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Thanks to advances in imaging techniques and scientific inquiry, we now know much more about learning disabilities (LD), dyslexia, and the role of vision problems. The American Academy of Pediatrics, the Council on Children with Disabilities, and the American Academy of Ophthalmology published a joint statement that summarizes what is currently known about visual problems and dyslexia. The statement also covers what treatments are and are not recommended when diagnosing and treating vision problems, learning disabilities, and dyslexia.
The eyes play an important role in sending visual signals to the brain, and a lot of information presented at school is presented visually. For these reasons, it's important to make sure your child is able to see well and correctly. Schools often do vision screenings at the beginning of the year, and your pediatrician's office can refer you to an ophthalmologist with experience in caring for children. However, vision problems are not the cause of dyslexia or learning disabilities. The federal definition of learning disabilities is careful to state that the learning disabilities do not include learning problems that are primarily due to visual difficulties.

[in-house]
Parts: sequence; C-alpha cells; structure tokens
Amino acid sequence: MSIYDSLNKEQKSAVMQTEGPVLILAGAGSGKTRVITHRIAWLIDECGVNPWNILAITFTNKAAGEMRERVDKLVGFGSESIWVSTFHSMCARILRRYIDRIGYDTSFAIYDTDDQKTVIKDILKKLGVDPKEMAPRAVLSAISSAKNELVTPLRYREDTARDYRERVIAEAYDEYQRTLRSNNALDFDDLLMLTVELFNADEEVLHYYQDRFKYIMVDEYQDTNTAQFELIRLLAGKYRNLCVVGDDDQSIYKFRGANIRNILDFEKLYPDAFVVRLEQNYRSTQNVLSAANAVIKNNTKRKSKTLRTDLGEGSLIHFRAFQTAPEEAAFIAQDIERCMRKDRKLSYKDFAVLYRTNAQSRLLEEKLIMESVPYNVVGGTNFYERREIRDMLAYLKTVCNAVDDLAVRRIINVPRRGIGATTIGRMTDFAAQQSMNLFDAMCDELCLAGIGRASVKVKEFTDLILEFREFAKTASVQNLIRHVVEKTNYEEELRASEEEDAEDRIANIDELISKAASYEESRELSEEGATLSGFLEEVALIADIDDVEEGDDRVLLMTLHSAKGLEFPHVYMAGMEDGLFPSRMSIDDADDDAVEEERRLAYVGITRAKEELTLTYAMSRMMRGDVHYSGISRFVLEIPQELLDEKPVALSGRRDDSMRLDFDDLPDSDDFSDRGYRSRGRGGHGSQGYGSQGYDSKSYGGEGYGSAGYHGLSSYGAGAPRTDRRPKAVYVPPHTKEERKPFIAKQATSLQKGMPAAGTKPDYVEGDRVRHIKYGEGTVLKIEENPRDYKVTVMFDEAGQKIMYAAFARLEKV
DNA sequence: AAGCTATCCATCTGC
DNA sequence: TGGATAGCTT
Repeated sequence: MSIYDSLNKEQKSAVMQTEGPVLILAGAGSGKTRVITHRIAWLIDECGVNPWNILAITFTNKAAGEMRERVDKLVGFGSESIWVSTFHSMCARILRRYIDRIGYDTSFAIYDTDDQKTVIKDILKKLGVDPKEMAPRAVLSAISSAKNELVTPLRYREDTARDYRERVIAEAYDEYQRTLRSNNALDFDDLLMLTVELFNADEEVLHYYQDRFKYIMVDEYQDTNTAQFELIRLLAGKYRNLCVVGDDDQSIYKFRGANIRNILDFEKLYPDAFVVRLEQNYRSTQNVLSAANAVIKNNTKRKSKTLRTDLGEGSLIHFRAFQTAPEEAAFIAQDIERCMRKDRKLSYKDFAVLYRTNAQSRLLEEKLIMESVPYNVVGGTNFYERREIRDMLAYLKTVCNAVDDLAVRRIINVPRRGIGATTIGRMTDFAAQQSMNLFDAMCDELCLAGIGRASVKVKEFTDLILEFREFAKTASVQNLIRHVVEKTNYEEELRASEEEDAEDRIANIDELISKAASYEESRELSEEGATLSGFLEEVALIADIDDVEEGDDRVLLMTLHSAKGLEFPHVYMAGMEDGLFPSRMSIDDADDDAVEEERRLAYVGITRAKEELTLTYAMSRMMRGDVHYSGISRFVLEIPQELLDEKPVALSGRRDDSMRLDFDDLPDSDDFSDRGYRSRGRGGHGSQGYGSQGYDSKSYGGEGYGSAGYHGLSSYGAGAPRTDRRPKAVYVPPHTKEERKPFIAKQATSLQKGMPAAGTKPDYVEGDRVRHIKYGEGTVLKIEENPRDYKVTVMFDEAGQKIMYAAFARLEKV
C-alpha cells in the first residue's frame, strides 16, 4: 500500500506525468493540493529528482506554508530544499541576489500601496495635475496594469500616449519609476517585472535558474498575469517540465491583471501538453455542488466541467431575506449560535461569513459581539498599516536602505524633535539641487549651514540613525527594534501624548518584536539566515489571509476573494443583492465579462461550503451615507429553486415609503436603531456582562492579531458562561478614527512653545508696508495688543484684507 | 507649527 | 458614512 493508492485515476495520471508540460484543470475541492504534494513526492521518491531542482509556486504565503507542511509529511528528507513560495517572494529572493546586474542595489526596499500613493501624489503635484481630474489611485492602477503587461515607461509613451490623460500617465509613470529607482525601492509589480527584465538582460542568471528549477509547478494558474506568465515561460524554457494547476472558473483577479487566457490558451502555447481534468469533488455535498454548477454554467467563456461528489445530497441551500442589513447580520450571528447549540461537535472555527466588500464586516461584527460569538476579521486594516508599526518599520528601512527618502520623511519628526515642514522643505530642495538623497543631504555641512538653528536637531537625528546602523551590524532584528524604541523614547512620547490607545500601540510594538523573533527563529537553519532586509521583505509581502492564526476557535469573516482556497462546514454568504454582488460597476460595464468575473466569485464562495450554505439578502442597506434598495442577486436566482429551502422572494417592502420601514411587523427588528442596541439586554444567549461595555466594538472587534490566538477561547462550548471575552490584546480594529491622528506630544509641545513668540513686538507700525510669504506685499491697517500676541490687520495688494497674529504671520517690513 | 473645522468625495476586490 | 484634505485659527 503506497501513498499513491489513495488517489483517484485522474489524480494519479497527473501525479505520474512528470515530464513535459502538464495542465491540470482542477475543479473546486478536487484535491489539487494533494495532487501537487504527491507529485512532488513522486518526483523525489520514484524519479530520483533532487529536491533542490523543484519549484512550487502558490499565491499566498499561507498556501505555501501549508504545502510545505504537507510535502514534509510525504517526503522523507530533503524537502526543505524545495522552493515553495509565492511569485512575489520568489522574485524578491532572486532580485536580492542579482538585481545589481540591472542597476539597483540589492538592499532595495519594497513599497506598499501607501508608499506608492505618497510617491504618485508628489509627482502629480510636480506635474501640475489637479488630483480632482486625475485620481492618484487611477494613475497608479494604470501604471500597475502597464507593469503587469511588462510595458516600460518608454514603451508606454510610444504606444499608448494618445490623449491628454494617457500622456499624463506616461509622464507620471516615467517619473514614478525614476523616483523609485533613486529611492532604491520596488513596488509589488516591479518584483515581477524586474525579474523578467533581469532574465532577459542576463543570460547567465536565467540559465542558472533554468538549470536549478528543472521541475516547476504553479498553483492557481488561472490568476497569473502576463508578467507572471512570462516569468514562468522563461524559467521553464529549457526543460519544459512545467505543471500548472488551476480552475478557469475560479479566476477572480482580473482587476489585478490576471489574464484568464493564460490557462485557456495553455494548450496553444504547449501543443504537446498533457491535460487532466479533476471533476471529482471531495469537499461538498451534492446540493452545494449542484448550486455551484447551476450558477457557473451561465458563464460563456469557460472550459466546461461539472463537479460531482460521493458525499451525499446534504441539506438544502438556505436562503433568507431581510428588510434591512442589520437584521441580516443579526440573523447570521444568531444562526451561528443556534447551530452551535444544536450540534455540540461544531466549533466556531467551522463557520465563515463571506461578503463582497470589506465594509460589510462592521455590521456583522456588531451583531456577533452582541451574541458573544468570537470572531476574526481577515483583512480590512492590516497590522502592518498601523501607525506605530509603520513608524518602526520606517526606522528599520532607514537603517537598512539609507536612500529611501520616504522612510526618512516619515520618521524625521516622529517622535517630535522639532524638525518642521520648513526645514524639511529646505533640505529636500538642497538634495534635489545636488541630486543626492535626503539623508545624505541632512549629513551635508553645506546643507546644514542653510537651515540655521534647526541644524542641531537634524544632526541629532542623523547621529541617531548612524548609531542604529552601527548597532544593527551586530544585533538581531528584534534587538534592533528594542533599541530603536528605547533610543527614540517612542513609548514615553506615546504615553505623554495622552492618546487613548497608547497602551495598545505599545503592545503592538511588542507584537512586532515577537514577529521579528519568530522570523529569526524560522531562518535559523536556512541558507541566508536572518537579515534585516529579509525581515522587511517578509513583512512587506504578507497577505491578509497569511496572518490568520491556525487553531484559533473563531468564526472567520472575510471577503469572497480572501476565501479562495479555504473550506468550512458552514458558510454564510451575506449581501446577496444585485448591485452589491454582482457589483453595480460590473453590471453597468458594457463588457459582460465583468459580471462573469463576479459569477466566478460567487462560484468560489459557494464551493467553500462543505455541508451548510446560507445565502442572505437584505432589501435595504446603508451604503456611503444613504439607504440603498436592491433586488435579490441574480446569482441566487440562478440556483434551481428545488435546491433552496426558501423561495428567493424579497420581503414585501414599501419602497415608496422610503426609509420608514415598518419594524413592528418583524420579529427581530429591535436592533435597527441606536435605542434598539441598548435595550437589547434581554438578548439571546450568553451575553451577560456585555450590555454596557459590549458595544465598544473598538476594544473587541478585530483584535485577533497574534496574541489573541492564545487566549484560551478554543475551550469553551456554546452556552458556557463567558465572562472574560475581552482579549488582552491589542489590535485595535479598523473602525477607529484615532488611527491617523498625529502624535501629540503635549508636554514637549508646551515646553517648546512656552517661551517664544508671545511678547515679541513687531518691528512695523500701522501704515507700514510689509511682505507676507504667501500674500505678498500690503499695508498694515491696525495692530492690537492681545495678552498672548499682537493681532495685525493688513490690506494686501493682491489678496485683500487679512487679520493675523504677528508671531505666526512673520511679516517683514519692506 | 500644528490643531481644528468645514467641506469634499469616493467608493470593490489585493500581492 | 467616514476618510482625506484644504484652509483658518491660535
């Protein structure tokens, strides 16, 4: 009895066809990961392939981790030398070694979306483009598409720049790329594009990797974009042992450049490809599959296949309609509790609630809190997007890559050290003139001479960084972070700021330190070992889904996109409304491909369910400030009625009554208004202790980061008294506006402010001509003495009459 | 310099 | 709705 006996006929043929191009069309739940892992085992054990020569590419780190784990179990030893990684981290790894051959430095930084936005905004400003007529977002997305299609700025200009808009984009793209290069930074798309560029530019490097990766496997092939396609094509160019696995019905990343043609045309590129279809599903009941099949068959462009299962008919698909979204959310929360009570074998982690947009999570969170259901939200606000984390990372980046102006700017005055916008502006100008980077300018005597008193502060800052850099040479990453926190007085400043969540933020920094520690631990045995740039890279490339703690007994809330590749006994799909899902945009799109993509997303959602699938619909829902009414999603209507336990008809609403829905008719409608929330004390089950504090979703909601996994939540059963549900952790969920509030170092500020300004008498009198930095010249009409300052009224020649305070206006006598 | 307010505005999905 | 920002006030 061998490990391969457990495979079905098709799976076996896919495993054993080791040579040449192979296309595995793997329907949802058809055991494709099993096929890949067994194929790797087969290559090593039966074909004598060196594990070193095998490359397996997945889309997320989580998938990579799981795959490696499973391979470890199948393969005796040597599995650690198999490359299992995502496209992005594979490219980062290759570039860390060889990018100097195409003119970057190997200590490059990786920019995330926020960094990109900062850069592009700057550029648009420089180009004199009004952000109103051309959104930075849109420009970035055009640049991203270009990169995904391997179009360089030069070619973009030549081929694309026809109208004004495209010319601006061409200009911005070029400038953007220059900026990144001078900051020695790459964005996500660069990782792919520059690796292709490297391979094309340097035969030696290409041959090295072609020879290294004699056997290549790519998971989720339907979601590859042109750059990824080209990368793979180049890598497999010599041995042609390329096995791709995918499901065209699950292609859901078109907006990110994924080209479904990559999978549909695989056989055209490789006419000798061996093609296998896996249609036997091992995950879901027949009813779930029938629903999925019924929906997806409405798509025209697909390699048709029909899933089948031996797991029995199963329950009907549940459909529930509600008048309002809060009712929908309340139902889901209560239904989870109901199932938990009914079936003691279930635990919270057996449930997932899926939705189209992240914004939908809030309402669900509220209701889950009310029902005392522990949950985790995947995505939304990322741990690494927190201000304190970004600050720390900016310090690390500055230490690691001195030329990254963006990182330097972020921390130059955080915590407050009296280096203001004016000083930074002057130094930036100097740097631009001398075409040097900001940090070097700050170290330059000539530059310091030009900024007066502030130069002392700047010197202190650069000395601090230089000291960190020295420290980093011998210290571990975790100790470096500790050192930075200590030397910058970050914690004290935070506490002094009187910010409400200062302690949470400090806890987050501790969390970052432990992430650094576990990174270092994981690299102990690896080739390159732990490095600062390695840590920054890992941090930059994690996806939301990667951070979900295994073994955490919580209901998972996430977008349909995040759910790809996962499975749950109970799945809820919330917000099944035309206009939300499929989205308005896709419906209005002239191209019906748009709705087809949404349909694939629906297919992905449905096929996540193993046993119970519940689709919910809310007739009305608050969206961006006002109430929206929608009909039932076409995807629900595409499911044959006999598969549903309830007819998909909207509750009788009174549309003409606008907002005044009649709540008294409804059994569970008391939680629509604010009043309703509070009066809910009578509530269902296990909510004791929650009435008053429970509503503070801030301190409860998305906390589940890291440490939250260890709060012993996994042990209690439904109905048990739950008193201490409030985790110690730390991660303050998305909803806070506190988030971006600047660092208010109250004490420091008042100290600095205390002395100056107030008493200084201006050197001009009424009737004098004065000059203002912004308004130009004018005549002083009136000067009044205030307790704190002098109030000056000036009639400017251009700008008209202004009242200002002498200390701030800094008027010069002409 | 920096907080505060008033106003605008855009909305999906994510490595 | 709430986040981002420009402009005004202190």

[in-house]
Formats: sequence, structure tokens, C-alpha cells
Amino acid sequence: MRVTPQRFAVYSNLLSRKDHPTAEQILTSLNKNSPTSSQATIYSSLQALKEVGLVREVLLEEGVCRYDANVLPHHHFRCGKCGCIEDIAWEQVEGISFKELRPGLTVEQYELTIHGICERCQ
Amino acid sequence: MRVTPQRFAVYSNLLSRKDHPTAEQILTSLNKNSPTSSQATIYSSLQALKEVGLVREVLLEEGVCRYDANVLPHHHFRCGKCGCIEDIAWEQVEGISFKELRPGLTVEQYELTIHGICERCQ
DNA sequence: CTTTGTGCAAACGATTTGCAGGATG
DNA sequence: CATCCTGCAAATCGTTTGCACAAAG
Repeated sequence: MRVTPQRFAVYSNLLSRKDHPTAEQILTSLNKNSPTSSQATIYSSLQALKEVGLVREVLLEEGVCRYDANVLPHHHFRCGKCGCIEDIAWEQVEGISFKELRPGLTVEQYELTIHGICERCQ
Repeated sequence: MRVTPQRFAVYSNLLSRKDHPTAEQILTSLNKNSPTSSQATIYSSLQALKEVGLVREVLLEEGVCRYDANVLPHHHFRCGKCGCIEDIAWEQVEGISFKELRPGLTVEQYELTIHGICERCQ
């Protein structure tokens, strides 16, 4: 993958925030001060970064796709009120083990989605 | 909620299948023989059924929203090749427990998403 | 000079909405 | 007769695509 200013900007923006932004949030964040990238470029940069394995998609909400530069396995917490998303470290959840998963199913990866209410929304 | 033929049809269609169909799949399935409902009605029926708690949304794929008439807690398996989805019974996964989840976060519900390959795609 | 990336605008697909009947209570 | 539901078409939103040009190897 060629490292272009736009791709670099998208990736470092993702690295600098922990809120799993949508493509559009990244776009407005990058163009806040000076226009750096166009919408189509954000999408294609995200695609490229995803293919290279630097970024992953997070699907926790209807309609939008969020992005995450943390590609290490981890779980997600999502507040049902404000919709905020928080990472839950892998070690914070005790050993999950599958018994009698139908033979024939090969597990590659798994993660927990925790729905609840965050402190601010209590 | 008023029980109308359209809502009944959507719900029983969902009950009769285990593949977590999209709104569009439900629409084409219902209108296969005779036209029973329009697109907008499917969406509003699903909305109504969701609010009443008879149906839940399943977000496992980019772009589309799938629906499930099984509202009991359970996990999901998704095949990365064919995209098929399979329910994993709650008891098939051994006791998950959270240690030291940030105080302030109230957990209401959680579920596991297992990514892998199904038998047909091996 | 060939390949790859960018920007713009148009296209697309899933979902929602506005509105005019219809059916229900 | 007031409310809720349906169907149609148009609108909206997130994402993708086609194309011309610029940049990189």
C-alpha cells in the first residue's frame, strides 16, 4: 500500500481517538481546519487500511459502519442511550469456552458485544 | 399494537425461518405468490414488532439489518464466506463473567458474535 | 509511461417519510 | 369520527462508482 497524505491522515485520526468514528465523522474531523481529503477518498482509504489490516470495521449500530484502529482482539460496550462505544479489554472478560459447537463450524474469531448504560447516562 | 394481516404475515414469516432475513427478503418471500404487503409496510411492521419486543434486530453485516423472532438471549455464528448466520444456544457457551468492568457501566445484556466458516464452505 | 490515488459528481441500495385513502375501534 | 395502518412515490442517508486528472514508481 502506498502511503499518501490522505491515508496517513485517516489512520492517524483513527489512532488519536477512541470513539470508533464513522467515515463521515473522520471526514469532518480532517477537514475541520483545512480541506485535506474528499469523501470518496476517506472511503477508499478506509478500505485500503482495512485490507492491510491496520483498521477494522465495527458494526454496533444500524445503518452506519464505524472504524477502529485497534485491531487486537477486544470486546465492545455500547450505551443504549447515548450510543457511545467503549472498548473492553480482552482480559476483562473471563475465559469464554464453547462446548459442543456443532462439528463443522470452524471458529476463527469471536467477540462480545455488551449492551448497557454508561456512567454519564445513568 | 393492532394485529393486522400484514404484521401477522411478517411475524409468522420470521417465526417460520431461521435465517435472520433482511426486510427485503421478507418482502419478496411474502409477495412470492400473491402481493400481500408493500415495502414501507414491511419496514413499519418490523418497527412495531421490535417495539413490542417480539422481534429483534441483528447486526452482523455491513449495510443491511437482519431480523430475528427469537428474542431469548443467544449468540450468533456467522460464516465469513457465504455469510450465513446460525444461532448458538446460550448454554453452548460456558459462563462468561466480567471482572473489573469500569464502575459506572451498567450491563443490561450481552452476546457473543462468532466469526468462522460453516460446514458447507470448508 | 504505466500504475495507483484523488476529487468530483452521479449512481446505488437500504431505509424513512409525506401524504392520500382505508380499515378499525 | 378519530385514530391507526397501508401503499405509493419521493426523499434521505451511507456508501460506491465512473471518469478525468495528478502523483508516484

Because vision problems do not cause dyslexia or learning disabilities, treating LD or dyslexia through approaches such as eye exercises, behavioral vision therapy, or special tinted filters or lenses won't help. Therapies and treatments like those described are not supported by scientific evidence, and are not recommended or endorsed.
- Children who show signs of learning disabilities should be referred as early as possible for further testing.
- The diagnosis and treatment of learning disabilities depends on the collaboration of a team that may include teachers, audiologists, speech therapists, physicians, and others.
- Children with identified learning disabilities should receive appropriate support and individualized evidence-based educational interventions combined with psychological and medical treatments as needed.
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